Global Business Guide Indonesia

Manufacturing in Indonesia Manufacturing in Indonesia Manufacturing in Indonesia Manufacturing in Indonesia Manufacturing in Indonesia
Technology Transfer | Joint Research | Export
Sido Jodo | Mr Kus Hadianto
Mr Kus Hadianto

The government’s recent crackdown on illicit producers was hard-hitting as it resulted in only 4-5 companies, including Sido Jodo, remaining in operation from previously 78 in East Java; the government should continue to take such stern actions.

Mr Kus Hadianto, President Director

PT Sido Jodo is one of the most experienced producers of natural based health products in Indonesia specialising in jamu, herbal extracts and health drinks. What more can you tell us about your company’s background and its strategies going forward?

Sido Jodo was founded in 1967 in Mojokerto, East Java, having been inspired by a neighbour of our family who was very knowledgeable about jamu. The extent of her expertise drew the attention of many jamu enthusiasts which led to her house becoming a gathering place for drinking jamu. Due to the lack of a successor as she did not have any children, she shared the recipes with my parents. As a result, we found ourselves in possession of almost every jamu formula in Mojokerto. Over the course of history, Sido Jodo eventually sought to relocate from that community seeing that it was necessary in order to further develop our production capacity. The company had a moment of misfortune in 1994 when our factory burned down. Nonetheless, we subsequently managed to move to a larger facility.

To develop our particular industry, the main constraint in Indonesia is the continued use of outdated production technology. The outcome of this commonplace practice is that most jamu producers in Indonesia are only able to prepare their products in powder form. Sido Jodo carries out extensive research and development as well as makes use of advanced technology to resolve this constraint. In making research and development our priority, we even succeeded in earning a partnership with the government to develop a herbal-based contraceptive medicine as part of Indonesia’s Keluarga Berencana [family planning] programme. The partnership put us working together with Prof. Bambang Prajogo from Airlangga University. Hopefully in a few years from now, the formula will be announced as safe for men to consume.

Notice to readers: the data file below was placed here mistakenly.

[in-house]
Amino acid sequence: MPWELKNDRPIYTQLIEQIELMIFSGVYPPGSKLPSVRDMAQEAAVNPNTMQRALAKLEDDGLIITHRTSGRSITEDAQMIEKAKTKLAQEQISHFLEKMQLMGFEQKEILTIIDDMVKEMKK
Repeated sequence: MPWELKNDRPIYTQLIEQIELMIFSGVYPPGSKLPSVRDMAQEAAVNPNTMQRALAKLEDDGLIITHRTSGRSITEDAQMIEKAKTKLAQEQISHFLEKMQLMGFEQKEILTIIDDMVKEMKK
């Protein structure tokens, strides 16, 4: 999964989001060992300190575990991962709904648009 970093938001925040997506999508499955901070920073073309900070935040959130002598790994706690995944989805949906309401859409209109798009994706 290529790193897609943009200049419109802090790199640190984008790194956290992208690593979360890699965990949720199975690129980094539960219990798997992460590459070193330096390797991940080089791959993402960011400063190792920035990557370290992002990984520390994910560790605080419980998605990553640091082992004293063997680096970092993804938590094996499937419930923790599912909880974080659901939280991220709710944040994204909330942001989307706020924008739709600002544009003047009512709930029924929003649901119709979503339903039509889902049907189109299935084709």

Another strategy we are currently engaging in is introducing jamu to consumers at an early age. Hence, one of our main products is health drinks for children. As for adults, Sido Jodo plans to combine herbal extracts with mainstream drinks such as coffee which will allow them to enjoy their favourite beverage while simultaneously obtaining health benefits from the herbs. We have achieved initial success in this regard by already having received many orders for our natural extract products from various Indonesian companies for use in their beverage products.

President Joko Widodo built his election campaign on the promise of improving the country’s business climate. In your opinion, what are the steps that the government needs to take in order to boost the growth of your particular sector?